Optimization of Production Planning for a Quota-Based Integrated Commercial Fishery
Thesis DisciplineManagement Science
Degree GrantorUniversity of Canterbury
Degree NameDoctor of Philosophy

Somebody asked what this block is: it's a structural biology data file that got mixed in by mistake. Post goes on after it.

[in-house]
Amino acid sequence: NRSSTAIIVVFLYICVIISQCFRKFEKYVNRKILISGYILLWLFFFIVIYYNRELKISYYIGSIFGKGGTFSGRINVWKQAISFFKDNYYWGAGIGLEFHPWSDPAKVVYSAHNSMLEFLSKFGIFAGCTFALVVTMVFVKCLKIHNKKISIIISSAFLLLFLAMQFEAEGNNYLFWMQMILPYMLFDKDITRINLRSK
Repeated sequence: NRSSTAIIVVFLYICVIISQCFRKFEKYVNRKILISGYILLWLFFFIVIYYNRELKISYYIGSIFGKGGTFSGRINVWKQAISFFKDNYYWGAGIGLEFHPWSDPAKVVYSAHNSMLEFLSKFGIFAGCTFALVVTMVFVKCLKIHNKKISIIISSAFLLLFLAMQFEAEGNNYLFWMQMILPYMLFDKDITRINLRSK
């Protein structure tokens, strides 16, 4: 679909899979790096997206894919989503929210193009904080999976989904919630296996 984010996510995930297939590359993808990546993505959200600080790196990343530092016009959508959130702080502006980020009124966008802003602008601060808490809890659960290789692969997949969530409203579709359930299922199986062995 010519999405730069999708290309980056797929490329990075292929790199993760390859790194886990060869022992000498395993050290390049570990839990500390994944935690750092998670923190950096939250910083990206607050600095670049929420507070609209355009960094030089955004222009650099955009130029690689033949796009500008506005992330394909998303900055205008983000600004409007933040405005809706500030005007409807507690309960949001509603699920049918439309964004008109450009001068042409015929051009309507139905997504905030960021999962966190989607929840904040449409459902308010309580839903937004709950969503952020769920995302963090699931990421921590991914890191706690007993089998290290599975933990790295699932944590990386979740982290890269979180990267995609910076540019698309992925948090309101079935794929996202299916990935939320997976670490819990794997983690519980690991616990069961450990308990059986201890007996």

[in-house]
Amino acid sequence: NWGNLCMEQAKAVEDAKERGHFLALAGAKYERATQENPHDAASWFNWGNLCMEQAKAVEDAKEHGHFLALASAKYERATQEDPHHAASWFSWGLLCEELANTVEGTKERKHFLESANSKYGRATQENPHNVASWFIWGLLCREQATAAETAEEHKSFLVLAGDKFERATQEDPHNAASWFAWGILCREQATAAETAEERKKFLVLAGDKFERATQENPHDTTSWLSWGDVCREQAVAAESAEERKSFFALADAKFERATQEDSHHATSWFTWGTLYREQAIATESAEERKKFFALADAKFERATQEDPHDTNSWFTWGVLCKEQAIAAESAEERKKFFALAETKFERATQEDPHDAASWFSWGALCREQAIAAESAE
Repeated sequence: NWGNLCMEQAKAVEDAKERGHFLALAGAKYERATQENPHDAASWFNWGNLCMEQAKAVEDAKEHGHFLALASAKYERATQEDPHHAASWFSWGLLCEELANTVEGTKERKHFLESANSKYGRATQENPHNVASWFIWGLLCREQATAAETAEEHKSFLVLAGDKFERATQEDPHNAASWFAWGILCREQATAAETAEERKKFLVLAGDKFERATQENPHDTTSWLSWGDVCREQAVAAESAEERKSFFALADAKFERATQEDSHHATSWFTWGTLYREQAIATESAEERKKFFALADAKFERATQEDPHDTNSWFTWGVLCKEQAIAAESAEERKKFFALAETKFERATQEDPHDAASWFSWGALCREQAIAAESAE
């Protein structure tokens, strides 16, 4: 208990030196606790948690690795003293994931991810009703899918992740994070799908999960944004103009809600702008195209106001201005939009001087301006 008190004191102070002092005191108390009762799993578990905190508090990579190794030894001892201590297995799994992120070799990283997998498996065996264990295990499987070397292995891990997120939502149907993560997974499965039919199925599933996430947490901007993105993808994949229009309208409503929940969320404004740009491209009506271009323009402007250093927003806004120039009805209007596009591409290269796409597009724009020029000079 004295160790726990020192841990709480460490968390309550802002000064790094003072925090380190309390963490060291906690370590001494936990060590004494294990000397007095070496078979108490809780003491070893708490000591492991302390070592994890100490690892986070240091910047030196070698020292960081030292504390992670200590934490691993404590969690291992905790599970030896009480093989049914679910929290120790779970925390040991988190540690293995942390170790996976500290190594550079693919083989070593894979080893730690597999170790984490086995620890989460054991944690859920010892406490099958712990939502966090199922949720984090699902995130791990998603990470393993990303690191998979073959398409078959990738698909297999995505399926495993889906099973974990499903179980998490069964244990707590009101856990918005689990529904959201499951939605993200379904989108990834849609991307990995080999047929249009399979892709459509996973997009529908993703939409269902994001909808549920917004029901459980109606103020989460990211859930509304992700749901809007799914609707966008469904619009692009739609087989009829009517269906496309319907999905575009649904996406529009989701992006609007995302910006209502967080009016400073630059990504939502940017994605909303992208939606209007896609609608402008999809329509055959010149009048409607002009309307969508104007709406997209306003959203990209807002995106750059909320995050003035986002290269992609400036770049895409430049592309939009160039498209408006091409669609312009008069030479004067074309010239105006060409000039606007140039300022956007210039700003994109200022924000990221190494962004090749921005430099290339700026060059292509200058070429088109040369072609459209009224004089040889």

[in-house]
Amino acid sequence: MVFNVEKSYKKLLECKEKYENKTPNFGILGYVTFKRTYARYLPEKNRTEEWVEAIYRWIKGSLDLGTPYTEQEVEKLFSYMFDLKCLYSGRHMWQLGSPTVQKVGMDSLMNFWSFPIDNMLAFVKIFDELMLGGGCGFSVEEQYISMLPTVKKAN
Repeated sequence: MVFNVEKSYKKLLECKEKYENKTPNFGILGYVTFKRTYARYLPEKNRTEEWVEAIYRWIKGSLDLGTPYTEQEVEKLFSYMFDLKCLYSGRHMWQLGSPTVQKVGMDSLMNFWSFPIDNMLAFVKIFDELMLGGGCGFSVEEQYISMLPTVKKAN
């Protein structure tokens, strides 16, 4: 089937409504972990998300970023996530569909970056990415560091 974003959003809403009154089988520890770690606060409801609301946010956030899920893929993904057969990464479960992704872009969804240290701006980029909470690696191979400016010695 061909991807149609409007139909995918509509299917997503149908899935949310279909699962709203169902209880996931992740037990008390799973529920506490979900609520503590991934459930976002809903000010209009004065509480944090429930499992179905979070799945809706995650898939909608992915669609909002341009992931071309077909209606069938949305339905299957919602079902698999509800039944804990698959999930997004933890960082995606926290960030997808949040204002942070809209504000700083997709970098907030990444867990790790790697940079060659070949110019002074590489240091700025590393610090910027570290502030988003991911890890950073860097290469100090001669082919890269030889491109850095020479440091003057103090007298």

A quota-based integrated commercial fishery owns fishing trawlers, processing plants, and fish quotas. Such a fishery must decide how to schedule trawlers for fishing and landing, how to schedule processing of products, how to schedule labour for processing, and how to plan inventory of raw materials and products. This problem is of great economic significance to New Zealand, whose economy depends to a large extent on the fishery industry. To assist the fishery manager, we develop a mixed integer linear program (MILP) for optimal scheduling of fishing trawlers, production planning (processing) and labour allocation for a quota-based integrated fishery of New Zealand. The model decides when and where each trawler should go for fishing, how much fish each trawler should land, and how much product to produce in each period. Since the fishery is a private farm, its main objective will be profit maximization (or cost minimization if its demand is on contract). The government manages the conservation of fish through the quota allocation. In this thesis the objective of the fishery model is to maximise the total profit. We demonstrate our model with examples based on data from a major New Zealand fishery. We investigate ways to manage the uncertainties involved in trawler scheduling and production planning of the fishery. To manage end-of-planning-horizon effects in the fishery, we develop a simple safety stock approach. We also analyse the workability of a rolling horizon approach to solve the longer planning horizon models and to deal with the end-of-planning horizon effects. We investigate the effect of initial and final position of the trawlers on the profit. We also investigated many different challenging data sets to observe the impact on the effectiveness of our IFPM. The second objective of this thesis is to develop an efficient solution procedure for the MILP, named integrated fishery planning model (IFPM). The IFPM consists of a fishing subproblem, a processing subproblem, and complicating side constraints. We have tried techniques including LP relaxation, Lagrangean relaxation (LR), Dantzig-Wolfe decomposition (DWD) and decomposition-based pricing (DBP). We develop a new DBP method to solve the IFPM. It gives excellent computation times. We also develop a decomposition-based O'Neill pricing (DBONP) method to improve the solution obtained from DBP procedure. It improves the DBP solutions but takes longer time to solve the IFPM. Finally, we develop a simple and efficient reduced cost-based pricing (RCBP) method. It takes less time to solve the IFPM and yields excellent results. The initial formulations for several planning horizons are solved using the AMPL modelling language and CPLEX with branch and bound. Relevant results and computational difficulties are reported.